Take a peek behind the scenes of our global ocean cleanup operation!
4ocean was founded by two surfers who believe that business can be a force for good, and that the small actions we take every day, collectively, have the power to change the world.
That’s why our entire business model is designed to fund our daily cleanups, create jobs for people living in communities impacted by plastic pollution, and to inspire action on behalf of our one shared ocean.
And today, we’re going to take you behind the scenes to show you how we recover plastic pollution and other man-made debris from the world’s oceans, rivers, and coastlines—and what we do with it once we’ve got it all out of the environment.
Our hands-in-the-sand approach to cleaning up plastic pollution
When it comes to cleanups, our goal is to have as little impact on the natural environment as possible. That’s why our captains and crews use just a few simple tools to collect plastic pollution and other man-made debris from the world’s oceans, rivers, and coastlines.
The first is our hands—safely gloved, of course! Because plastic pollution is often tangled in natural elements or in sensitive habitats like mangrove forests, we use our hands to separate the waste from the natural stuff that belongs in the environment.
Fishing nets are also some of simplest and most efficient tools in our cleanup arsenal. Shorter nets are suitable for collecting trash in the open ocean because they’re easy to use, durable, and can hold up to 25 pounds of trash in every scoop.
Longer nets are useful in blackwater, or waste water that’s contaminated by both plastic waste and organic material. We use 7-foot nets that extend up to 13 feet, which means our crews are safer because they don’t need to use their hands to gather debris trapped in potentially hazardous blackwater. They’re also ideal for walking the coastline and scooping up plastic and debris that floats in the surf.
Containment boom systems help stop the flow of plastic into the ocean
Did you know that most of the plastic pollution in our oceans comes from a land-based source? In fact, rivers act like superhighways that transport up to 5.5 billion pounds of plastic waste into our oceans every year.
Our containment boom systems are installed in highly polluted rivers like the Rio Motagua in Guatemala to capture plastic pollution as it floats downstream—before it reaches the ocean.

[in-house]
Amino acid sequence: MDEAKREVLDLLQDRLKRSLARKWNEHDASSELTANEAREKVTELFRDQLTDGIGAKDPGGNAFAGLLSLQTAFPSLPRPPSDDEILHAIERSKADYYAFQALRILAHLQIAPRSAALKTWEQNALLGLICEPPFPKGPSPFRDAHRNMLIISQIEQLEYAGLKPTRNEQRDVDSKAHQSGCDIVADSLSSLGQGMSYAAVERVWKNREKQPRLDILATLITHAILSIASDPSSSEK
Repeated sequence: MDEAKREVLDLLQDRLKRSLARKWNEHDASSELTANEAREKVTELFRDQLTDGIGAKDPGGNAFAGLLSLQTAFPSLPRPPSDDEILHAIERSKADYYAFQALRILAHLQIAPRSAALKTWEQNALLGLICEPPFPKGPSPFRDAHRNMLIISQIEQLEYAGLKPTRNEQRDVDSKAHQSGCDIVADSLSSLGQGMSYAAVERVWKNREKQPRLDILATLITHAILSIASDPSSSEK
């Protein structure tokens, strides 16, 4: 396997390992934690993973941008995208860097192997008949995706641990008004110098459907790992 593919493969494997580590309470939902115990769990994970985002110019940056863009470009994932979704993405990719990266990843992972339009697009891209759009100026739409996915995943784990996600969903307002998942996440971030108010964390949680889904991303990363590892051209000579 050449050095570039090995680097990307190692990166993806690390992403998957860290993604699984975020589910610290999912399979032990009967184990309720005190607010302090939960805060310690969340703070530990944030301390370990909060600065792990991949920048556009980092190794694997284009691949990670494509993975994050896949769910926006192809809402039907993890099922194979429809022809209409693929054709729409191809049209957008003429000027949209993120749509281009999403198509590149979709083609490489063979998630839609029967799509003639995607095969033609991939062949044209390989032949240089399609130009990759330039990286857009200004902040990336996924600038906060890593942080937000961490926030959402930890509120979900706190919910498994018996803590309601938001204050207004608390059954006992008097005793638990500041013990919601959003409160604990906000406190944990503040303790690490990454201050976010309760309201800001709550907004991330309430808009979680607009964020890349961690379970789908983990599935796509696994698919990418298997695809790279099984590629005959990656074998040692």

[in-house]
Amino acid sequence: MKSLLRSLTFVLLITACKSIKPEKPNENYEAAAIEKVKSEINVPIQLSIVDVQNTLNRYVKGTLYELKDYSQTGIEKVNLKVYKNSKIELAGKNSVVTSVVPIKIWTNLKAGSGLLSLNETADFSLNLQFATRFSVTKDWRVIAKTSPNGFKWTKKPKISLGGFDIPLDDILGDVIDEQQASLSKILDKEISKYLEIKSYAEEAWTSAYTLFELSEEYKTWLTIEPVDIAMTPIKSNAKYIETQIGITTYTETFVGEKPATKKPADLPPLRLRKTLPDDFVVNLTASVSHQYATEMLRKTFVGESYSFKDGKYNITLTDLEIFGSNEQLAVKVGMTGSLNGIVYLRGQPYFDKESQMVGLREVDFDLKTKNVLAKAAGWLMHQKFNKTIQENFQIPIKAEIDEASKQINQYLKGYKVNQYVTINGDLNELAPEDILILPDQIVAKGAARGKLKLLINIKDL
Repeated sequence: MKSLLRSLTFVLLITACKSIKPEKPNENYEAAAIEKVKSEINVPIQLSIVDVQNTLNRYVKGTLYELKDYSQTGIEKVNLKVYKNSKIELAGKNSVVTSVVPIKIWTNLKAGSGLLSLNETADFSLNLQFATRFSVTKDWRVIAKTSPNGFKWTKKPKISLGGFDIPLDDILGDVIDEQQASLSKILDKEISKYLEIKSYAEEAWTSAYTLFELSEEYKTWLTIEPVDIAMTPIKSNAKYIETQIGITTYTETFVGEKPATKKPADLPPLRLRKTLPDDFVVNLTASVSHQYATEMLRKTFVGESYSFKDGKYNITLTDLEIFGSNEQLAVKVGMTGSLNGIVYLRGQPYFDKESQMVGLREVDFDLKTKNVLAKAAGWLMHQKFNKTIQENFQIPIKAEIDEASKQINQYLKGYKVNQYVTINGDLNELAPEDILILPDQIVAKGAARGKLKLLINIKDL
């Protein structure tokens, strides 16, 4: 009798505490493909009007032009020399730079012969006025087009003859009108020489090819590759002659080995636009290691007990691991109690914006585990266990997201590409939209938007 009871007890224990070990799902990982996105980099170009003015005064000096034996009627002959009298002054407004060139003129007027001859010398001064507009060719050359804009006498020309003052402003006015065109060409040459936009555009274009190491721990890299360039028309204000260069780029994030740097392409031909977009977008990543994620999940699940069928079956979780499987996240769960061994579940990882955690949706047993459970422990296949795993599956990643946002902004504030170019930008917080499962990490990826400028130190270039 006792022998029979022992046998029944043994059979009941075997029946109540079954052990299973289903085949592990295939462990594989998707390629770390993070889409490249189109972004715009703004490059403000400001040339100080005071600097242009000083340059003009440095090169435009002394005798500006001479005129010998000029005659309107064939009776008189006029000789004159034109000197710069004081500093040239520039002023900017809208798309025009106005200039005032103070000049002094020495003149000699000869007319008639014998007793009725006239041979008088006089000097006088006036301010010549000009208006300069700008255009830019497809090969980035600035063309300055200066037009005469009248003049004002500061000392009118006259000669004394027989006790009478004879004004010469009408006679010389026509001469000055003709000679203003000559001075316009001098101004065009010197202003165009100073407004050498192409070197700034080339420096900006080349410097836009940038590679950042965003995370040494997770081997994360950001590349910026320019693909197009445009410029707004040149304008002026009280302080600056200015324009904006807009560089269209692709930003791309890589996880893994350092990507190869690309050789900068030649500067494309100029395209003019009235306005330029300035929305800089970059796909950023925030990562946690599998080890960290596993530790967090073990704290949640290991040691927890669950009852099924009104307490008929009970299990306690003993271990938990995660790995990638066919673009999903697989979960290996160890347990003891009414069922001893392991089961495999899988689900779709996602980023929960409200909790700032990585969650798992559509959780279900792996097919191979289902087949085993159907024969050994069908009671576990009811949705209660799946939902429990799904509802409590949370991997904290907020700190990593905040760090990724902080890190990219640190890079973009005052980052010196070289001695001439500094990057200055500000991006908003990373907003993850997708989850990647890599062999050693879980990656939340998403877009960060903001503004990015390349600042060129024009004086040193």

Each boom is regularly serviced by a dedicated crew who throw on their bright orange waders and get right in the water to recover all of the debris collected by the boom.
And don’t worry! These booms are installed in such a way that wildlife is able to move freely and without interference from us or our equipment.
No trash left behind
Our crews don’t just recover high-value and easily recyclable plastics. Our “No Trash Left Behind” policy means we collect ANY man-made debris that doesn’t belong in the environment.
We also want to make sure that none of the trash we recover escapes back into the environment, so we use super sacks to contain our plastic during cleanups and for transport.
Our white super sacks have a capacity of up to 250 pounds and are used to store the plastic and debris our crews collect during our daily cleanup missions.
Our blue super sacks have a capacity of up to 125 pounds and are generally used to store and transport sorted ocean plastic before it’s baled.
Check out a few of the vessels we use to recover plastic in the ocean
Our crews are out here cleaning the world’s oceans, rivers, and coastlines seven days a week. And because we clean a wide variety of habitats, we need a variety of vessels to help us safely access each area without having a huge impact on the habitat or wildlife.